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The Stanley Cup’s Namesake Produced a Great Trophy. Not Much Else.

The Stanley Cup’s Namesake Produced a Great Trophy. Not Much Else.


He was the governor general of Canada 130 years ago. And in truth, he was something of a nonentity.

Sir Frederick Arthur Stanley would long since have been lost to history were it not for one thing: He ponied up 10 guineas for a trophy. That little cup became one of the sport’s most revered trophies. Perhaps you’ve heard of it — the Stanley Cup.

Stanley was born in 1841 in London, the son of the Earl of Derby, a three-time prime minister. He followed the path of many upper-crust types before him: student at Eton, the prestigious English boarding school; Conservative member of parliament; lord of the admiralty. Then in 1888, Queen Victoria named him governor general of Canada.

The announcement was hardly major international news. In a New York Times article on Feb. 9, 1888, he was given second billing to the Marquis of Lansdowne, who was leaving Canada for India. The entire article was a paragraph.

Lord Stanley, who was just under six feet, arrived in Canada to little fanfare wearing a black suit with a Prince Albert coat. He had a short beard and mustache and was slightly bald. A news report commented on his commandeering presence and described him as “decidedly good looking.”

As for making news, Stanley “willingly consented to speak, but said he had nothing to tell.” It would become a pattern. He dabbled in issues of fishing rights and sparked anger over a state ball he canceled. He didn’t much like his posting.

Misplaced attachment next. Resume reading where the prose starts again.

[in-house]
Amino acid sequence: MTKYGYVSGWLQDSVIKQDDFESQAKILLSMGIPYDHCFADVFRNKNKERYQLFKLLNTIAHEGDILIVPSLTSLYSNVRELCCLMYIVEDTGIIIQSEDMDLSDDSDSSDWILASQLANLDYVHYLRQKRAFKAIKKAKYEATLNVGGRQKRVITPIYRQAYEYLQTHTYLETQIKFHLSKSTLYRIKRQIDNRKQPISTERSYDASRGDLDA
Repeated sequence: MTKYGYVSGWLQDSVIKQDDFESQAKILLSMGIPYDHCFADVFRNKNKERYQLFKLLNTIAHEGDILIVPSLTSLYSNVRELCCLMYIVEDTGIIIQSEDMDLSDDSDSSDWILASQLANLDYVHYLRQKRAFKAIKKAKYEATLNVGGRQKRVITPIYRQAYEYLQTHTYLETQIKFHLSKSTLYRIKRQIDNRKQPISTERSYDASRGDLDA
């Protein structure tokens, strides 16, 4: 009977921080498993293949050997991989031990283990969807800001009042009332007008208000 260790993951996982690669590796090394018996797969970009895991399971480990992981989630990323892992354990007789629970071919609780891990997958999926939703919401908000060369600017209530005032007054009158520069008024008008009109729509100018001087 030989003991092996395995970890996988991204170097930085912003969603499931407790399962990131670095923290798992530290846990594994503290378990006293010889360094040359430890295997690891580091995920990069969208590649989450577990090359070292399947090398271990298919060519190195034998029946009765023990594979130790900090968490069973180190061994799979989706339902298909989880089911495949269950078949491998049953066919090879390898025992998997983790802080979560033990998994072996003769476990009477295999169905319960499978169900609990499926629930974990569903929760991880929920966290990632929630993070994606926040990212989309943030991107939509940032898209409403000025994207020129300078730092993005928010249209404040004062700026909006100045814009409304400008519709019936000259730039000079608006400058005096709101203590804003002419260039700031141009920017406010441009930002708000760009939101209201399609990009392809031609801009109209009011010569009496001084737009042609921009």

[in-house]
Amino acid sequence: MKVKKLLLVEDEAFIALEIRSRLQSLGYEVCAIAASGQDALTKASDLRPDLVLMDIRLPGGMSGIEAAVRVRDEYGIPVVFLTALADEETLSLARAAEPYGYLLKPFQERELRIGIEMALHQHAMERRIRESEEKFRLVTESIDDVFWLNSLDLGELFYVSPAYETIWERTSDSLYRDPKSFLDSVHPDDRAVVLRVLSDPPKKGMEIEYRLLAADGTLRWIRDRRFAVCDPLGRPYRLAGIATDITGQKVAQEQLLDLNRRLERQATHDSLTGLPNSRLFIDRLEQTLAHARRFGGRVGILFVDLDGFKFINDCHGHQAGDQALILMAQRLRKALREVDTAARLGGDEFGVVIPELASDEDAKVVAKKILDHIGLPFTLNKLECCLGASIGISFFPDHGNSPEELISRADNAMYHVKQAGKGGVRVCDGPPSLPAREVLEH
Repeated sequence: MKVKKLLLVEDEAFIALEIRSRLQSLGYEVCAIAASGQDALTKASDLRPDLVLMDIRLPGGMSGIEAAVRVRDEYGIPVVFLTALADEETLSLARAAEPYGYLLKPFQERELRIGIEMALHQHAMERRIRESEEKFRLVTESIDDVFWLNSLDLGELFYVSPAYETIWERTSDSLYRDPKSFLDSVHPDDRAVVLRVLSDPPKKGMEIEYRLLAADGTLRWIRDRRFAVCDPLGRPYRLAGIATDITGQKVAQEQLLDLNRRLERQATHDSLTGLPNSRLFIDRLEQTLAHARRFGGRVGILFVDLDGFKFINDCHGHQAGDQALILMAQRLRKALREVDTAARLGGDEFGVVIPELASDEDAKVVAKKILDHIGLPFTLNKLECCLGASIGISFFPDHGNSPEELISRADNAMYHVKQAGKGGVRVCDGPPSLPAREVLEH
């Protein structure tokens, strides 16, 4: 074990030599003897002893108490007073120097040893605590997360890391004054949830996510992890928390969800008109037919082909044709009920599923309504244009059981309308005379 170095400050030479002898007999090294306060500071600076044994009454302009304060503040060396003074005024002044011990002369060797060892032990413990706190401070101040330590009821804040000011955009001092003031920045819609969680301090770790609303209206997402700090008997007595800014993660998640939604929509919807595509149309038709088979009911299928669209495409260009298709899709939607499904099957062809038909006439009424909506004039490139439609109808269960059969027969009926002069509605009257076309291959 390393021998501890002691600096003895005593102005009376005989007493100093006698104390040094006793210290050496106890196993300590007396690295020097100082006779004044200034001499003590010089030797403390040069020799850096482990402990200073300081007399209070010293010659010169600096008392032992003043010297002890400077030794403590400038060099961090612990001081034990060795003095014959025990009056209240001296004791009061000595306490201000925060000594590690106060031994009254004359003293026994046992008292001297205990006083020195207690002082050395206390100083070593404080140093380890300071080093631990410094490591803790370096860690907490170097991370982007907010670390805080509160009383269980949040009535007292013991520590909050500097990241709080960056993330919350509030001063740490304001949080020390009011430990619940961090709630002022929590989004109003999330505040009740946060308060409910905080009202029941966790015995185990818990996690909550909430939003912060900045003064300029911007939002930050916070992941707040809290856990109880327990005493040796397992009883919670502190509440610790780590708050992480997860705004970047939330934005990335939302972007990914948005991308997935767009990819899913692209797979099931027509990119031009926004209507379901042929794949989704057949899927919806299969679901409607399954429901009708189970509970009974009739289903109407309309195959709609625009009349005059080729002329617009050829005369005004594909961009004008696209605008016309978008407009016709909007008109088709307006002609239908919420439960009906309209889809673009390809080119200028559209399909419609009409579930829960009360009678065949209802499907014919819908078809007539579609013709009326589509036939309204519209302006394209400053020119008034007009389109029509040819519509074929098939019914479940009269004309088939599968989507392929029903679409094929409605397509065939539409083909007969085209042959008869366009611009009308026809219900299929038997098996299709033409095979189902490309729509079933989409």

If Stanley did not love being in Canada, he did seem to love one thing about it: hockey. His children took to the sport, including his daughter Isobel, who became a pioneer of the women’s game.

Perhaps that is what prompted Stanley to make the decision that secured his fame. He paid 10 guineas, about $50 then and over $1,000 now, for a bowl to be awarded to the winner of a hockey tournament. Its name, at first, was the less felicitous Dominion Hockey Challenge Cup.

After only five years in Canada, Stanley returned to England in 1893 when his older brother died, and he became Earl of Derby. He was gone when the cup was awarded for the first time to the Montreal Hockey Club in 1893.

The little cup began to grow, in stature and size. In the 1920s, after Stanley’s death, it was expanded to allow the adding of the names of players on the winning team, in part because some players had scratched their names on it. It took its current form in 1963. The original bowl is at the Hockey Hall of Fame in Toronto.

And so is Lord Stanley.

Though he never saw the trophy that bears his name, he was inducted into the Hall in 1945.

The Hall of Fame itself concedes: “It is likely that after he returned to his homeland, he had little further thought of the Cup he donated while in Canada.”

Stanley died in 1908. His 125-word Times obituary did not mention hockey.

But while the people of 1888 or 1908 may not have seen it coming, the nondescript, mustachioed son of the Earl of Derby was destined to be remembered every year in late May and early June. Governors general like the Earl of Minto, Viscount Monck and Lord Byng of Vimy may somewhere be regretting not reaching into their pockets for 10 guineas.



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